Since the founding of this country, Americans have believed in local individuals helping those in need… not government programs administered by Federal bureaucrats.
Unlike Europe where charity is dispensed by government and state-subsidized and approved churches, America had a very different approach.
For this reason, the Federal Government has allowed individuals to deduct contributions to 501 (c) 3 approved churches and charities on their federal income tax return.
In 2017, as a result of major changes in the IRS tax code, tax rates were lowered on both individuals and corporations. We supported these needed reforms designed to keep more money in the pockets of Americans and businesses.
However, one of the less desirable effects of the 2017 Tax Reform Act has been to create a disincentive for many to donate to churches and other 501 (c) 3, charities, which is the real foundation of what grassroots Americans do to help those in need.
The 2017 Tax Reform Act allows taxpayers to decide whether they want to itemize tax deductions or not. Those who choose not to itemize are given a standardized deduction. By taking the standardized deduction, taxpayers are then allowed to deduct $600 for charitable on a joint return or $300 when filing a single return.
The vast majority of taxpayers with incomes in excess of $250,000 are still itemizing with lower individual tax rates. However, middle income taxpayers, including many small business owners, have not been helped because of their inability to make tax-deductible contributions to their churches and charities as they had previous to the 2017 tax act if they are choosing the standard deduction.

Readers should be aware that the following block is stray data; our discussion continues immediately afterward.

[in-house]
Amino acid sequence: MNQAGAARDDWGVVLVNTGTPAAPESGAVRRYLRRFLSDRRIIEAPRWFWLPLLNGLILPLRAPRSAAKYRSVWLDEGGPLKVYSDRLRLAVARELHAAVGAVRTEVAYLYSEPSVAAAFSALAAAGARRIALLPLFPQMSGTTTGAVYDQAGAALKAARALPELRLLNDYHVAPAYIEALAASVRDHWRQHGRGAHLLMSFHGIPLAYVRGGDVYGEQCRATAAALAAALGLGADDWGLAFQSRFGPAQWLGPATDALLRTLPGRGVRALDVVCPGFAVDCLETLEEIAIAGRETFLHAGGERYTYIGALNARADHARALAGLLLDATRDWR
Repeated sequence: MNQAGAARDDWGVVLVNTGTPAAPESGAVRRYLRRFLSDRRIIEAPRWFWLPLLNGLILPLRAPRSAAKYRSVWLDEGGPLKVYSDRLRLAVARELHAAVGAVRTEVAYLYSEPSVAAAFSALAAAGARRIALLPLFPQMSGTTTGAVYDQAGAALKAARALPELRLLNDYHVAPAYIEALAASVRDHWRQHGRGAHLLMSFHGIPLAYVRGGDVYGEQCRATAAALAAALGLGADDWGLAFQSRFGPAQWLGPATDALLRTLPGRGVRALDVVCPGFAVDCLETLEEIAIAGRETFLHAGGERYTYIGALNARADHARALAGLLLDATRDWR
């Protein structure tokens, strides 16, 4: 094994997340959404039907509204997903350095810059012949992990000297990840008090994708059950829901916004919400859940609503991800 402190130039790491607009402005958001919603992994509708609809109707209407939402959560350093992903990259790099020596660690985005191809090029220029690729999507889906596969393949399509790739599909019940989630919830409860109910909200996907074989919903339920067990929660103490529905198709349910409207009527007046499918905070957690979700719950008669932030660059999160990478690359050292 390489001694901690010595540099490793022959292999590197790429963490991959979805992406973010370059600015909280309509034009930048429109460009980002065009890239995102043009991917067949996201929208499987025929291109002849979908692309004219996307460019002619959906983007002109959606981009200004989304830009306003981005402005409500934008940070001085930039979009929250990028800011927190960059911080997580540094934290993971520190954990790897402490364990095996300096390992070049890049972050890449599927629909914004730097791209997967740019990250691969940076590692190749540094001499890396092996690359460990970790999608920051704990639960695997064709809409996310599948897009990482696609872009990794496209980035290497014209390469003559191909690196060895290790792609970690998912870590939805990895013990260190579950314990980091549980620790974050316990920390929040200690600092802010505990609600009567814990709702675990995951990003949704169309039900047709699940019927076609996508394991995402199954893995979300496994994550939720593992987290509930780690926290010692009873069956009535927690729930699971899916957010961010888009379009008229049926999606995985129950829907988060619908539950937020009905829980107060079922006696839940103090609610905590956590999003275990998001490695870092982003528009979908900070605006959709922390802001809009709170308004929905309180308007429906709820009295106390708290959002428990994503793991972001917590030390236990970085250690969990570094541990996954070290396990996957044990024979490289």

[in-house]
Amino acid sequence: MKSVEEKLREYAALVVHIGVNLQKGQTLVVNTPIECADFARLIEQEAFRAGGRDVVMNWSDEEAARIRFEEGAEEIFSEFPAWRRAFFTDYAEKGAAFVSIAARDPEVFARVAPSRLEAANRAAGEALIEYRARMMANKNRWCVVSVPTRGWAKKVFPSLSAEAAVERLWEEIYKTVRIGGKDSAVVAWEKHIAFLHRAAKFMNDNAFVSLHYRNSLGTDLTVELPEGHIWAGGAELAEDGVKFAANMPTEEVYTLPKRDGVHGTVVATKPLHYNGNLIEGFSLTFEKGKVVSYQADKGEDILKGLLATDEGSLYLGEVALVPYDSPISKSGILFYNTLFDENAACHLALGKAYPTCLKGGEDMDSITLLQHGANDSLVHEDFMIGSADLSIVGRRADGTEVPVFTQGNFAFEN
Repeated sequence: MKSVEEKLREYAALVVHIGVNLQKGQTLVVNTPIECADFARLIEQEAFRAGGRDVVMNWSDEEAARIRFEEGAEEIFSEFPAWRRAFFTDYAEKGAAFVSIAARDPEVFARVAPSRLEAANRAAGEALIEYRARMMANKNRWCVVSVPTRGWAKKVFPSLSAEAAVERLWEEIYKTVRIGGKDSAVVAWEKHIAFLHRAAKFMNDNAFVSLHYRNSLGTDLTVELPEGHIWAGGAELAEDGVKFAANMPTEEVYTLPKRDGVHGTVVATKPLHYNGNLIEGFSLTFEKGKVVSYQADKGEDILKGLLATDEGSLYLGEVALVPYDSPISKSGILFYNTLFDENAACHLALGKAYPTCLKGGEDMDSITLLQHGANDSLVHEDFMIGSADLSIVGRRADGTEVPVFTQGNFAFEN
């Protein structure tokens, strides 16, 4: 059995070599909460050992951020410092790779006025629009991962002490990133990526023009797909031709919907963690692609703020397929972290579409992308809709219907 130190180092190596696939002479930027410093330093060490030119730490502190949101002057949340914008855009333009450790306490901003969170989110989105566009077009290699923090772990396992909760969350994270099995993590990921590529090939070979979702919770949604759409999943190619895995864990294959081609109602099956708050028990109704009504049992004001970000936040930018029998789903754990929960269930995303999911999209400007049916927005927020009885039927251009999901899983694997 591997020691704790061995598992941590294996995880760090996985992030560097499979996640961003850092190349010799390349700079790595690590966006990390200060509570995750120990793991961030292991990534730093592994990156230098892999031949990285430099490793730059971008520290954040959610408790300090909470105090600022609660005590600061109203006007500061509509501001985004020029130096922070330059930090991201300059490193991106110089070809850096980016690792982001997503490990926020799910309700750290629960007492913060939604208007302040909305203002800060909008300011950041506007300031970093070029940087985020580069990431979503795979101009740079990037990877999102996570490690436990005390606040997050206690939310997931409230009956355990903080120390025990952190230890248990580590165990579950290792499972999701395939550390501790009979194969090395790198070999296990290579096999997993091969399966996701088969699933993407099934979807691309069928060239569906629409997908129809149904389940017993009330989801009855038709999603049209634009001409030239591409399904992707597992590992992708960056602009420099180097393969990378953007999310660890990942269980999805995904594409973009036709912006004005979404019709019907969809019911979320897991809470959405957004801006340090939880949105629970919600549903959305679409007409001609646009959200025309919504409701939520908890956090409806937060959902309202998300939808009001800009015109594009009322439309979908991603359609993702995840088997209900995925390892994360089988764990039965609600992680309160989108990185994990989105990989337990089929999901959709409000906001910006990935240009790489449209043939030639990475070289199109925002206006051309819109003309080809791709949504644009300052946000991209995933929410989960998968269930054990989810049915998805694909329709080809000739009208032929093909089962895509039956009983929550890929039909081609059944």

Here is a specific example:
Small business taxpayer
Gross Income $120,000
Net taxable income $50,000
This individual is now allowed to deduct only $600 when filing a joint return. This discourages charitable giving from people of Faith, who attend church or Temple weekly. This also discourages giving to many other charities that do so much to support people in need in our local communities. American Red Cross, Boys Town, Feed America, are a few examples.
Although Church attendance is down in America, partially because of Covid, it is important to realize that middle income contribution to many charitable institutions are also less.
We propose that the $600 charitable deduction for those filing joint returns and taking the standard itemized deduction be increased to $7500.
We propose that the $300 charitable deduction for those single taxpayers using the standardized deduction be increased to $5000.
We believe this will allow churches and private charities to be able to play an even greater role in helping those less fortunate….including children, single moms, the hungry, etc.
This simple change, which will be communicated by charities and churches to their members and donors, will re-energize private giving.
Obviously, support of this proposal by political candidates will energize people of Faith across our Country.
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